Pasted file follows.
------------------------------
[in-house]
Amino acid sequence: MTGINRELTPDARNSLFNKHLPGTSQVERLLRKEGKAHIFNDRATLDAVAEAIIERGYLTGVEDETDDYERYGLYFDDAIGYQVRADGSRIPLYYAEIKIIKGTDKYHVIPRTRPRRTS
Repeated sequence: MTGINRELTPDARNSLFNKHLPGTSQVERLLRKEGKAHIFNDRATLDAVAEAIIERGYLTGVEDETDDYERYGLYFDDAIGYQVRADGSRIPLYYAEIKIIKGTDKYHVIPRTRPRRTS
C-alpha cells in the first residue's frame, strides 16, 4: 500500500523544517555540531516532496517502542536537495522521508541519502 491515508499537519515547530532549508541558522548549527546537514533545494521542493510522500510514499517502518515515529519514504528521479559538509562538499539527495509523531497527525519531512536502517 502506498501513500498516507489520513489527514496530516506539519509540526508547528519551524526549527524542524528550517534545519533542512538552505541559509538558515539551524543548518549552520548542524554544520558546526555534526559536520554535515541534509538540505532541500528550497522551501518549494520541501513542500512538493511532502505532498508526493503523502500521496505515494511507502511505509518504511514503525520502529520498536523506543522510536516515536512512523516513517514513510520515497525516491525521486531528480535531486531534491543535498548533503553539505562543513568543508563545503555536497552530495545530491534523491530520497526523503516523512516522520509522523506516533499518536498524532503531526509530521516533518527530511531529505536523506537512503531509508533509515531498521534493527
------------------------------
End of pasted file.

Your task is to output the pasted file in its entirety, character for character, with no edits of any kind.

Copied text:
[in-house]
Amino acid sequence: MTGINRELTPDARNSLFNKHLPGTSQVERLLRKEGKAHIFNDRATLDAVAEAIIERGYLTGVEDETDDYERYGLYFDDAIGYQVRADGSRIPLYYAEIKIIKGTDKYHVIPRTRPRRTS
Repeated sequence: MTGINRELTPDARNSLFNKHLPGTSQVERLLRKEGKAHIFNDRATLDAVAEAIIERGYLTGVEDETDDYERYGLYFDDAIGYQVRADGSRIPLYYAEIKIIKGTDKYHVIPRTRPRRTS
C-alpha cells in the first residue's frame, strides 16, 4: 500500500523544517555540531516532496517502542536537495522521508541519502 491515508499537519515547530532549508541558522548549527546537514533545494521542493510522500510514499517502518515515529519514504528521479559538509562538499539527495509523531497527525519531512536502517 502506498501513500498516507489520513489527514496530516506539519509540526508547528519551524526549527524542524528550517534545519533542512538552505541559509538558515539551524543548518549552520548542524554544520558546526555534526559536520554535515541534509538540505532541500528550497522551501518549494520541501513542500512538493511532502505532498508526493503523502500521496505515494511507502511505509518504511514503525520502529520498536523506543522510536516515536512512523516513517514513510520515497525516491525521486531528480535531486531534491543535498548533503553539505562543513568543508563545503555536497552530495545530491534523491530520497526523503516523512516522520509522523506516533499518536498524532503531526509530521516533518527530511531529505536523506537512503531509508533509515531498521534493527